They are used, among other things, in agriculture, in the food sector or in medicine to combat harmful fungi.

What are the different types of fungicides?

Chemical and biological.
The classic chemical fungicides are produced synthetically in the laboratory.
These are active compounds to kill or inhibit the growth of fungi or their spores.
Biological fungicides, on the other hand, come from nature. These can be fungi or bacteria that are natural antagonists of harmful fungi. Or agents based on naturally occurring substances with fungicidal activity, such as sulfur and copper preparations.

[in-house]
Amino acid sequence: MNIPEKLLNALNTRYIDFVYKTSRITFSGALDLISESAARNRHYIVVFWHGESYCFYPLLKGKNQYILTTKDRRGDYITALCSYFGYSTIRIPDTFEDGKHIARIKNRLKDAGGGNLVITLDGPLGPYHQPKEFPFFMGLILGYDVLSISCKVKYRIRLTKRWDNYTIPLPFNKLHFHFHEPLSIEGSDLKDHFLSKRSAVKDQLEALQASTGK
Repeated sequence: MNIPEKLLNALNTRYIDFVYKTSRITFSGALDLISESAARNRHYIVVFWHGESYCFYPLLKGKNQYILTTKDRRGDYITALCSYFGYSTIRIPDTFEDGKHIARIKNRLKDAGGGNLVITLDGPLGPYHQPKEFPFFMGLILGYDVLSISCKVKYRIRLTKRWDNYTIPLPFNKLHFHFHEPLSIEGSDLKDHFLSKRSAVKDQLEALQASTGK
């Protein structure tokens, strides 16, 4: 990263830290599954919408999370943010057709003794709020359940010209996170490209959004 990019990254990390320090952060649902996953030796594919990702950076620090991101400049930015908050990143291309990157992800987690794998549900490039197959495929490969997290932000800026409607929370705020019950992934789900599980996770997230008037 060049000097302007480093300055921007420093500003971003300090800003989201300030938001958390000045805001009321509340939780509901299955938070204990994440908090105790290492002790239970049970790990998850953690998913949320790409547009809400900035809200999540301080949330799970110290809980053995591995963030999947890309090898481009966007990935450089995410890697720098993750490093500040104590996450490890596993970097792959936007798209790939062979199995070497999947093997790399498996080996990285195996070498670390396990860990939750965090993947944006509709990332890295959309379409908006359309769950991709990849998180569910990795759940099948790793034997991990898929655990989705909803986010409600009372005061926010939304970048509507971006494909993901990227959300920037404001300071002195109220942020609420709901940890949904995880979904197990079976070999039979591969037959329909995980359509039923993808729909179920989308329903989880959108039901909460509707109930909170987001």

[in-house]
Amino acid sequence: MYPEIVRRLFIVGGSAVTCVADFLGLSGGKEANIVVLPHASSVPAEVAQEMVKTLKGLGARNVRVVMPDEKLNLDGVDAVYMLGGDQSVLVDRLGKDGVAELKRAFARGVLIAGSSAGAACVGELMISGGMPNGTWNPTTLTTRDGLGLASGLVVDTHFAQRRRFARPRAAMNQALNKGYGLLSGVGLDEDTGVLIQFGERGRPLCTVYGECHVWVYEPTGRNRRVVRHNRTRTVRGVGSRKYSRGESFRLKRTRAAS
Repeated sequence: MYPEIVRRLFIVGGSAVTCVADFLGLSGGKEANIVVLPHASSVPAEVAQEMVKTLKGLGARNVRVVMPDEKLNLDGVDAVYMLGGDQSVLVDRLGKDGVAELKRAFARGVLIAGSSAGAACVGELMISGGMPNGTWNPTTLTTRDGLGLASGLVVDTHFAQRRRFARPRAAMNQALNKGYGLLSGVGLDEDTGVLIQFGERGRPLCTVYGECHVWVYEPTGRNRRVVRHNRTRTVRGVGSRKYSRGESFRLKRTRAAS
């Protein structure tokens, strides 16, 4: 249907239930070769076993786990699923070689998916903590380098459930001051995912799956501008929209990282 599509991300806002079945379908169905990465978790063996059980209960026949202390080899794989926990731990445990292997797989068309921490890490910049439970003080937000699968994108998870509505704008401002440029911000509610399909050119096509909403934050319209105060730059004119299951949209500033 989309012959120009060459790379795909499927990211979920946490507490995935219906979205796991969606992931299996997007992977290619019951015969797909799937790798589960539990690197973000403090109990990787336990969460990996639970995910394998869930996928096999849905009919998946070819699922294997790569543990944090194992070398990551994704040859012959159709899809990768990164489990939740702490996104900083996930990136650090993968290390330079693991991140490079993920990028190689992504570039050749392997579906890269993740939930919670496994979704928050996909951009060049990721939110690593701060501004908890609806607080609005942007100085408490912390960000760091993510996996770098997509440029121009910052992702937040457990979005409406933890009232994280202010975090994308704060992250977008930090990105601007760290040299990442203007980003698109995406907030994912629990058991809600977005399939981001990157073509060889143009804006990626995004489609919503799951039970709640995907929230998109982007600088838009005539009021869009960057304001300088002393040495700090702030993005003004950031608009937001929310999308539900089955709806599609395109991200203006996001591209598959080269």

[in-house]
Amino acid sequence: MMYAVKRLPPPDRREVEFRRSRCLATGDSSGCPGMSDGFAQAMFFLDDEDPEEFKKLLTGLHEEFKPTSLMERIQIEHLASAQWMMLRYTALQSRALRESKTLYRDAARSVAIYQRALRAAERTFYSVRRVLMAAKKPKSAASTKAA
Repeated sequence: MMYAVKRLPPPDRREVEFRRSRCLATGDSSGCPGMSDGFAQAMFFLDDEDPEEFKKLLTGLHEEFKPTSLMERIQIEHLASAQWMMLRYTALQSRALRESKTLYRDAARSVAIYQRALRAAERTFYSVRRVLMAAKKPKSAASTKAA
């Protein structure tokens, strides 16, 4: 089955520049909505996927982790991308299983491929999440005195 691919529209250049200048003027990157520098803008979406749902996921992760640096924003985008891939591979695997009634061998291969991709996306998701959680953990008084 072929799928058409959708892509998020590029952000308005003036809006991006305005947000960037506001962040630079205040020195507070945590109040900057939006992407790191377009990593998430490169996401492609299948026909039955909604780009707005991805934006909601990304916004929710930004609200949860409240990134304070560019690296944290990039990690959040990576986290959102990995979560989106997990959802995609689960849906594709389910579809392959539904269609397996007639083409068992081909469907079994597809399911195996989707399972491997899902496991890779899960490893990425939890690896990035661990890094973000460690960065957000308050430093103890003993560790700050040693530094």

Examples of naturally occurring fungi with fungicidal activity include

Aureobasidium pullulans - builds a protective shield on the plant, preventing other harmful fungi from infecting the plant.
Ampelomyces quisqualis - penetrates and feeds on the mycelium (= branched fungal network) of harmful powdery mildew fungi.
Clonostachys rosea - also feeds on the mycelium of other fungi, also strengthens plant growth.
Example of a naturally occurring bacterium with fungicidal activity

Bacillus amyloliquefaciens - a soil bacterium used against harmful fungi in grapes, tomatoes and strawberries.